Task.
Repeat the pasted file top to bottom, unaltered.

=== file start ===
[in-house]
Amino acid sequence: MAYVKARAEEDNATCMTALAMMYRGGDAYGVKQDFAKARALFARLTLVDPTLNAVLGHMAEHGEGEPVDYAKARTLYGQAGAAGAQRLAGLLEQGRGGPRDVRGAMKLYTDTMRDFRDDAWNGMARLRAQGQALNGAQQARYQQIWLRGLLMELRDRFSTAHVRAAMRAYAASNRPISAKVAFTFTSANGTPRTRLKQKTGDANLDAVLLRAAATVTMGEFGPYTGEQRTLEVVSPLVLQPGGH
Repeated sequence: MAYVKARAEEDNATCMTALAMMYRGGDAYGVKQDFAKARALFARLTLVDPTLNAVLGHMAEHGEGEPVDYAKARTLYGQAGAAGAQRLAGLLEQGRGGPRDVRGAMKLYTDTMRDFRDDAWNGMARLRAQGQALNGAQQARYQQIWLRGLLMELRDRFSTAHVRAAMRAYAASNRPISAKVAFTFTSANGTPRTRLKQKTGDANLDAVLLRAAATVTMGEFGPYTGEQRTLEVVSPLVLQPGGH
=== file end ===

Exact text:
[in-house]
Amino acid sequence: MAYVKARAEEDNATCMTALAMMYRGGDAYGVKQDFAKARALFARLTLVDPTLNAVLGHMAEHGEGEPVDYAKARTLYGQAGAAGAQRLAGLLEQGRGGPRDVRGAMKLYTDTMRDFRDDAWNGMARLRAQGQALNGAQQARYQQIWLRGLLMELRDRFSTAHVRAAMRAYAASNRPISAKVAFTFTSANGTPRTRLKQKTGDANLDAVLLRAAATVTMGEFGPYTGEQRTLEVVSPLVLQPGGH
Repeated sequence: MAYVKARAEEDNATCMTALAMMYRGGDAYGVKQDFAKARALFARLTLVDPTLNAVLGHMAEHGEGEPVDYAKARTLYGQAGAAGAQRLAGLLEQGRGGPRDVRGAMKLYTDTMRDFRDDAWNGMARLRAQGQALNGAQQARYQQIWLRGLLMELRDRFSTAHVRAAMRAYAASNRPISAKVAFTFTSANGTPRTRLKQKTGDANLDAVLLRAAATVTMGEFGPYTGEQRTLEVVSPLVLQPGGH